2 facts about intellectual property

So I saw 2 interesting things about intellectual property in my news readings today.

First, a blatant example of what happens when you blend draconian Information/IP policies with a neoliberal, globalized economy. From Britain:

Britons flying to America could have their credit card and email accounts inspected by the United States authorities following a deal struck by Brussels and Washington. By using a credit card to book a flight, passengers face having other transactions on the card inspected by the American authorities. Providing an email address to an airline could also lead to scrutiny of other messages sent or received on that account.

Hardly surprising, though. Gee. America wants to snoop on you. Go figure.

Second, and this is the fun one, the RIAA is suing a website called AllofMP3 for 1.65 trillion dollars. That’s not a misprint:

As part of their claim, the labels are seeking $150,000 USD for each of the 11 million songs that were downloaded from June to October 2006 from the AllofMP3.com website.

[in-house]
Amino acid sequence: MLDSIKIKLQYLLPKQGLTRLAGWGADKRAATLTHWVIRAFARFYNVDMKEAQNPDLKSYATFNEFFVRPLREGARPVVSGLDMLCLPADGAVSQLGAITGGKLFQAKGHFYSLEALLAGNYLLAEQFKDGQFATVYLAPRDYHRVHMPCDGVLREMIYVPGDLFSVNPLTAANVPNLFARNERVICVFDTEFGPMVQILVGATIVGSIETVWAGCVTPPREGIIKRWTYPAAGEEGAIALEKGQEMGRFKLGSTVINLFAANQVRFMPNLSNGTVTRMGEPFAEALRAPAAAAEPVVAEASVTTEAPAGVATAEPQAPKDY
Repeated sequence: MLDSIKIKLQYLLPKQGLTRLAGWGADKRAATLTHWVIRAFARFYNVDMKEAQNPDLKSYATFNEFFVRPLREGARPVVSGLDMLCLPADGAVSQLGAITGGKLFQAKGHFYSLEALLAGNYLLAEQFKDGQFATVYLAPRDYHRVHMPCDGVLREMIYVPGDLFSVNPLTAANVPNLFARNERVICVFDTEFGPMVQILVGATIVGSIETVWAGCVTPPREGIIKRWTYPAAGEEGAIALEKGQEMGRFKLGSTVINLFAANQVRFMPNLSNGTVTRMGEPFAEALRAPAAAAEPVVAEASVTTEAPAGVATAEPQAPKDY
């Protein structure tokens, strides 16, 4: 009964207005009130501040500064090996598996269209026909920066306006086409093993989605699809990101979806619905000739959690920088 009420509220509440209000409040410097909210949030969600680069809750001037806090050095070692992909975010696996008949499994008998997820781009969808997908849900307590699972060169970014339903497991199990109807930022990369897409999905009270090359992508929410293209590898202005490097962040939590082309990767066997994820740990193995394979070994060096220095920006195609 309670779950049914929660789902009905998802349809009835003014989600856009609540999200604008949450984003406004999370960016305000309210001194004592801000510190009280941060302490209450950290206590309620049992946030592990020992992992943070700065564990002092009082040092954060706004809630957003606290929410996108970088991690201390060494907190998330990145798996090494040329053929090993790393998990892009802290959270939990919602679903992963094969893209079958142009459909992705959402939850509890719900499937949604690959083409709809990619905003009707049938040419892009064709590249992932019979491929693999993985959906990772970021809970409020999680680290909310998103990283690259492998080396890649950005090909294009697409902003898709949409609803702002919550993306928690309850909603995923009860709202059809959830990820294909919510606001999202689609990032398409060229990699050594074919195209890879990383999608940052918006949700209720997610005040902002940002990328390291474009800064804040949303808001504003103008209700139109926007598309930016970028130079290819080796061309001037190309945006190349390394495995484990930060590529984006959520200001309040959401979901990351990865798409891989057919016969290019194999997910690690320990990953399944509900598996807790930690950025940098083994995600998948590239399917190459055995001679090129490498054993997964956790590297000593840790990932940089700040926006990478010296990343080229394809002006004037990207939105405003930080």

“AllofMP3 understands that several U.S. record label companies filed a lawsuit against Media Services in New York,” an unnamed “senior company official” stated. “This suit is unjustified as AllofMP3 does not operate in New York. Certainly the labels are free to file any suit they wish, despite knowing full well that AllofMP3 operates legally in Russia. In the mean time, AllofMP3 plans to continue to operate legally and comply with all Russian laws.”

Interesting question of jurisdiction, no? If Russian companies are subject to American laws, then truly we do live in an age of Empire.

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